I frequently use OpenSSH port forwards to move around my various networks, and there is nothing worse than an SSH connection dropping when you make heavy use of them. Recently I came across the autossh utility, which provides a crazy easy way to monitor ssh sessions and restart them when they are reset or dropped. To use this awesome little tool, you can invoke autossh with the options you would normally pass to your ssh client:

$ AUTOSSH_LOGFILE=$HOME/autossh.log

$ AUTOSSH_GATETIME=60

$ autossh -D -L 8000 foo@bar.com

In the example above I am creating a dynamic local port forward that will accept connections on localhost:8000. To change how autossh manages the sessions and logs it creates, you can set one of more environment variables. The variables are documented in the autossh(1) manual page, and allow you control how data is logged, connection attributes and how keepalives operate. If autossh is in use and your ssh connection dies for any reason, it will be restarted and your port forwards will be transparently restored. Bada boom, bada bing!

Chroot’ing users with openssh

I recently learned about the new ChrootDirectory in OpenSSH 5.2, and wanted to play around with it to see what it was capable of. To begin my quest, I started off by creating a couple of users that would be chroot’ed to their home directories when they logged into the server with sftp. Once the users were created, I added the following configuration stanza to my sshd_config file to chroot these users when they logged in with their sftp client:

Subsystem       sftp    internal-sftp

Match user u1,u2,u3
         ChrootDirectory /home/%u
         X11Forwarding no
         AllowTcpForwarding no
         ForceCommand internal-sftp



Once these directives where added, I started up the daemon in debug mode:

$ /usr/local/sbin/sshd -ddd -f /usr/local/etc/sshd_config

Debug mode will cause the daemon to log verbosely to stdout, which is extremely useful for locating problems with new configuration directives. Now that the daemon was running, I tried to login with the user u1:

$ sftp -oPort=222 u1@192.168.1.15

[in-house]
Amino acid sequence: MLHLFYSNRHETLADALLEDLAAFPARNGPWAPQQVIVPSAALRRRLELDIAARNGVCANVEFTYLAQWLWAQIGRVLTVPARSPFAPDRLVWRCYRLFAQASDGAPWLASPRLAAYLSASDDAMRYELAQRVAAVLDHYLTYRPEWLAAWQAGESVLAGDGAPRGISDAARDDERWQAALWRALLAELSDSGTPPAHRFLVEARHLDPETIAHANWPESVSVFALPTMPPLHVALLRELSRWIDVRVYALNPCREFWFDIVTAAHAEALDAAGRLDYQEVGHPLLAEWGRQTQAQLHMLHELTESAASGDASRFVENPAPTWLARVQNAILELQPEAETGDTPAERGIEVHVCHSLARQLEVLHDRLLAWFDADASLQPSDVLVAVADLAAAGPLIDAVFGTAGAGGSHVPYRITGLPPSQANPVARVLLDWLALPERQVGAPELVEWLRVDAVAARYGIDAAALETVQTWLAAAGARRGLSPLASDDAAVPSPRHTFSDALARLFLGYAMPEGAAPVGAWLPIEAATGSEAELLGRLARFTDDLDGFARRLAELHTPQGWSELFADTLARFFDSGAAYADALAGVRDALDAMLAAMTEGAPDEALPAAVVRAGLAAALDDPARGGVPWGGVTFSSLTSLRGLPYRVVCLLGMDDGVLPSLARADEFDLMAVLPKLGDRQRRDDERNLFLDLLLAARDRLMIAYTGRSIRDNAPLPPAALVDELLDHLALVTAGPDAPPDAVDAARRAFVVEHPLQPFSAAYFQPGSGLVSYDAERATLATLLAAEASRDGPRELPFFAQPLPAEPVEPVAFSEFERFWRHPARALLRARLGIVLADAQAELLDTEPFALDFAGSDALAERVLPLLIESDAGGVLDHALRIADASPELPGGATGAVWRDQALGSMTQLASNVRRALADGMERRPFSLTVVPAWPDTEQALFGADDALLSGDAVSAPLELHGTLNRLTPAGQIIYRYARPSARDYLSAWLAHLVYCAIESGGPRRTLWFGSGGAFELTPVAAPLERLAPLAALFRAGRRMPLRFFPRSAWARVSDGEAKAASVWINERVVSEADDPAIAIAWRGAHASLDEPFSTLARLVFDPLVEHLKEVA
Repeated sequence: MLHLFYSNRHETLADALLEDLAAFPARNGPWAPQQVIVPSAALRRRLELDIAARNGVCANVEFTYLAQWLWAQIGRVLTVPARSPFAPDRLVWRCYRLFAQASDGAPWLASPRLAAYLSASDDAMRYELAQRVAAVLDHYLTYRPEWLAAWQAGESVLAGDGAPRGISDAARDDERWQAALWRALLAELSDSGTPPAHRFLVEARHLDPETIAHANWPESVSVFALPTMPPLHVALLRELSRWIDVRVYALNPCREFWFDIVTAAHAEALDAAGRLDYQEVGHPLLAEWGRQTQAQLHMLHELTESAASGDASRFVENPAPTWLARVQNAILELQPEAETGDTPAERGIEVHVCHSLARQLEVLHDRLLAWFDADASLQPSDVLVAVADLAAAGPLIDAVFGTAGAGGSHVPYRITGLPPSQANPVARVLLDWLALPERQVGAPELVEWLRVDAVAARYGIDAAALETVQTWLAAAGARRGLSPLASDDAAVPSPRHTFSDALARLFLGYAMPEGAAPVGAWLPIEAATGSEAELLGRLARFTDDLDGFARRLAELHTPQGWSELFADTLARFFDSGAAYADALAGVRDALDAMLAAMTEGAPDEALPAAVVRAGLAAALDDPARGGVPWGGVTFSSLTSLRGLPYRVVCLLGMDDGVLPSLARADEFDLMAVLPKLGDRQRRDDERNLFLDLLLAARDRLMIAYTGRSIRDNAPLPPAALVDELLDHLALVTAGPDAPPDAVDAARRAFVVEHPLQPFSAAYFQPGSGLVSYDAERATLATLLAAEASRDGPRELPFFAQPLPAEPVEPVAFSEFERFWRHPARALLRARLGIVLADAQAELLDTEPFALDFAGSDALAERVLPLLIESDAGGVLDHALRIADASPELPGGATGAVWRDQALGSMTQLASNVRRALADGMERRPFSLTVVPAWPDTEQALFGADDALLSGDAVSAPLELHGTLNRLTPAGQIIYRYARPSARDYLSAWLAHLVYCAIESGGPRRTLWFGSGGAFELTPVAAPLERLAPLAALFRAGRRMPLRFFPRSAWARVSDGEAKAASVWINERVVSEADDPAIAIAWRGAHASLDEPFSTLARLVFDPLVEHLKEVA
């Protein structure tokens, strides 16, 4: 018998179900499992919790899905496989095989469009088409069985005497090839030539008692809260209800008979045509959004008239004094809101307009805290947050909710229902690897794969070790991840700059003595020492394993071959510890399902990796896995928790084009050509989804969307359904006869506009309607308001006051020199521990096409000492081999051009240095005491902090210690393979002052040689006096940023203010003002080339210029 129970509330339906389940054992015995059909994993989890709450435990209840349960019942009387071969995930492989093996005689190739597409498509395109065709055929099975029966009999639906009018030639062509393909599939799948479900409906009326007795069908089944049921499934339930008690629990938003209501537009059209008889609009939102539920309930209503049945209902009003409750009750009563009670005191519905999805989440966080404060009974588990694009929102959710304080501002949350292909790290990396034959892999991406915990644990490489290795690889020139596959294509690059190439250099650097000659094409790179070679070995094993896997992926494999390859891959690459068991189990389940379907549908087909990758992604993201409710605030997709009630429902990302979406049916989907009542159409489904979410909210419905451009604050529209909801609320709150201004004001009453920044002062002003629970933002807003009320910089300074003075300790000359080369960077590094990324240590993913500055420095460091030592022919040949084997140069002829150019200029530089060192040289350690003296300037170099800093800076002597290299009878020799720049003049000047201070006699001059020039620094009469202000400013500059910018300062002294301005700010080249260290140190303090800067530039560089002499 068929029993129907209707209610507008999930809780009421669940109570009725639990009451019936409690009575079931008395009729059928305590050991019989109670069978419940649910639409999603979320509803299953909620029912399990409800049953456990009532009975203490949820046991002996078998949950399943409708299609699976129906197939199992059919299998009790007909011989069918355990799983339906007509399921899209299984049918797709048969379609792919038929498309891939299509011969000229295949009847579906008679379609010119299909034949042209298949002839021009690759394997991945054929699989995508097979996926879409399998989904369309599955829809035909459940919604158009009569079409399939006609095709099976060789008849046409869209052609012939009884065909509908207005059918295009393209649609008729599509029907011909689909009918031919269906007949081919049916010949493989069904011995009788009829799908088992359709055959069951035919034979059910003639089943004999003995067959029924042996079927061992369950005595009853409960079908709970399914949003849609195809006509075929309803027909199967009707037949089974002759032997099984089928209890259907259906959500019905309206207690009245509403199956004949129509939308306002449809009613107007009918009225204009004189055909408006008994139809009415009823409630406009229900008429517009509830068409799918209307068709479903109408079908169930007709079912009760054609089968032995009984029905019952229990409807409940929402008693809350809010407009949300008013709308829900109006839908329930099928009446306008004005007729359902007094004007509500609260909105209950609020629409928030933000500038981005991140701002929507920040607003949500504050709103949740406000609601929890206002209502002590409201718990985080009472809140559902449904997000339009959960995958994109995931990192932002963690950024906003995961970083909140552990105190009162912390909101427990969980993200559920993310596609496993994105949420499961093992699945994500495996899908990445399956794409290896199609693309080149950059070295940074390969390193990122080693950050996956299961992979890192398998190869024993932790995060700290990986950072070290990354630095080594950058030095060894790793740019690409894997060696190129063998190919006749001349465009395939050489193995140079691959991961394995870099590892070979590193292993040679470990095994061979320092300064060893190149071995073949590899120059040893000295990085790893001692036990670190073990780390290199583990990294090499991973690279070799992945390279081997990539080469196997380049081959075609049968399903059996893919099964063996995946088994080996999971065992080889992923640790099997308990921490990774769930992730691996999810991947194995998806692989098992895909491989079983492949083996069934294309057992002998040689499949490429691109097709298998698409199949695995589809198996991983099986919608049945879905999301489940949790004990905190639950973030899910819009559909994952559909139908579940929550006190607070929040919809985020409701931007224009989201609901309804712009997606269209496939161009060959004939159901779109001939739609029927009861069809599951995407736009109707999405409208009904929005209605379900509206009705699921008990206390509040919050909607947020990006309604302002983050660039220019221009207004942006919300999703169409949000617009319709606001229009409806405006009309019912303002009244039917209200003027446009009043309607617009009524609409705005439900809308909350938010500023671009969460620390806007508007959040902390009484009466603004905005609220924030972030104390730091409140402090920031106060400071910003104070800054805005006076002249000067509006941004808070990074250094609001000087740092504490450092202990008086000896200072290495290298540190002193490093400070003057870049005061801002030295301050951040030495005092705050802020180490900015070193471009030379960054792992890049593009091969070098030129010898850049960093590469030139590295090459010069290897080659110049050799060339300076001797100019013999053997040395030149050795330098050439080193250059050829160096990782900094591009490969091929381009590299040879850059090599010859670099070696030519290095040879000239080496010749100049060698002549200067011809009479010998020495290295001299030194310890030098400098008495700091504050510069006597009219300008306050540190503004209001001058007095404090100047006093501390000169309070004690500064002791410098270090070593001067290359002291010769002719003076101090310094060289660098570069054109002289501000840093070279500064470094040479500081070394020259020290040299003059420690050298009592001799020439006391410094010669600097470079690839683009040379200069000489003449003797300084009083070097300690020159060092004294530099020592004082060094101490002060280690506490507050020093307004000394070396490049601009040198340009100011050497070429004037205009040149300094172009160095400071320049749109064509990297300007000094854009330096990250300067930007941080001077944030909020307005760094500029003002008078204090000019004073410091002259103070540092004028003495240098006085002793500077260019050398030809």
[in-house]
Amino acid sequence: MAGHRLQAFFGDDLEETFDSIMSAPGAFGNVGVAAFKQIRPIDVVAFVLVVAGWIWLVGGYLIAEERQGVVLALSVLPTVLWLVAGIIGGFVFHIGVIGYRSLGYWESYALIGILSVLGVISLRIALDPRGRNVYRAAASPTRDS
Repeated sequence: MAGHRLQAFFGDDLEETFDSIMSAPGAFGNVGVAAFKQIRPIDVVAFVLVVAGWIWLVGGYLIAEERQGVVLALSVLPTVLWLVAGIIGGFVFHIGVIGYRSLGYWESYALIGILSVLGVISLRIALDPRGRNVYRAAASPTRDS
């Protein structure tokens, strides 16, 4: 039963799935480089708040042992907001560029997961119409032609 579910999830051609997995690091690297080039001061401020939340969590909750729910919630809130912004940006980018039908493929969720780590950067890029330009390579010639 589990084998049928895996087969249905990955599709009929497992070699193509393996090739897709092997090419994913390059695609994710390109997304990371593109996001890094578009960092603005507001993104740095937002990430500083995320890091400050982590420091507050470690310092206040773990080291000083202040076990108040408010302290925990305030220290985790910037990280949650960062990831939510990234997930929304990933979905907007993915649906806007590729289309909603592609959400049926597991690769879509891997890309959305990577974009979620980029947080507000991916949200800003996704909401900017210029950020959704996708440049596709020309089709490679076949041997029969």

Connecting to 192.168.1.15…
u1@192.168.1.15’s password:
Read from remote host 192.168.1.15: Connection reset by peer
Connection closed

The first attempt was a no go, but luckily verbose logging made debugging this issue a snap:

debug3: mm_get_keystate: Getting compression state
debug3: mm_get_keystate: Getting Network I/O buffers
debug3: mm_share_sync: Share sync
debug3: mm_share_sync: Share sync end
debug3: safely_chroot: checking ‘/’
debug3: safely_chroot: checking ‘/home/’
debug3: safely_chroot: checking ‘/home/u1’
bad ownership or modes for chroot directory “/home/u1”

After changing /home/u1 to be owned by root, I was able to login and poke around:

$ sftp -oPort=222 u1@192.168.1.15
Connecting to 192.168.1.15…
u1@192.168.1.15’s password:
sftp> pwd
Remote working directory: /
sftp> ls -l
drwxr-xr-x 2 1001 1001 4096 Mar 15 15:03 uploads
sftp> cd uploads
sftp> ls -l
-rw-r–r– 1 1001 1001 39655552 Mar 15 15:04 techtalk1.mp3
sftp> put techtalk2*
Uploading techtalk2.mp3 to /uploads/techtalk2.mp3
techtalk2.mp3 3% 3776KB 2.3MB/s 00:39 ETA^
sftp> ls -l
-rw-r–r– 1 1001 1001 5046272 Mar 15 15:11 techtalk2.mp3
-rw-r–r– 1 1001 1001 39655552 Mar 15 15:04 techtalk1.mp3

This is super useful, though building chroot jails for normal SSH sessions will require a bit more work (i.e., you need to populate the chroot directory with all the config files and binaries needed to run a typical shell session). Makejail can make this a WHOLE lot easier, and I am about to submit a patch to the makejail developers to allow it to work on Solaris hosts. OpenSSH rocks!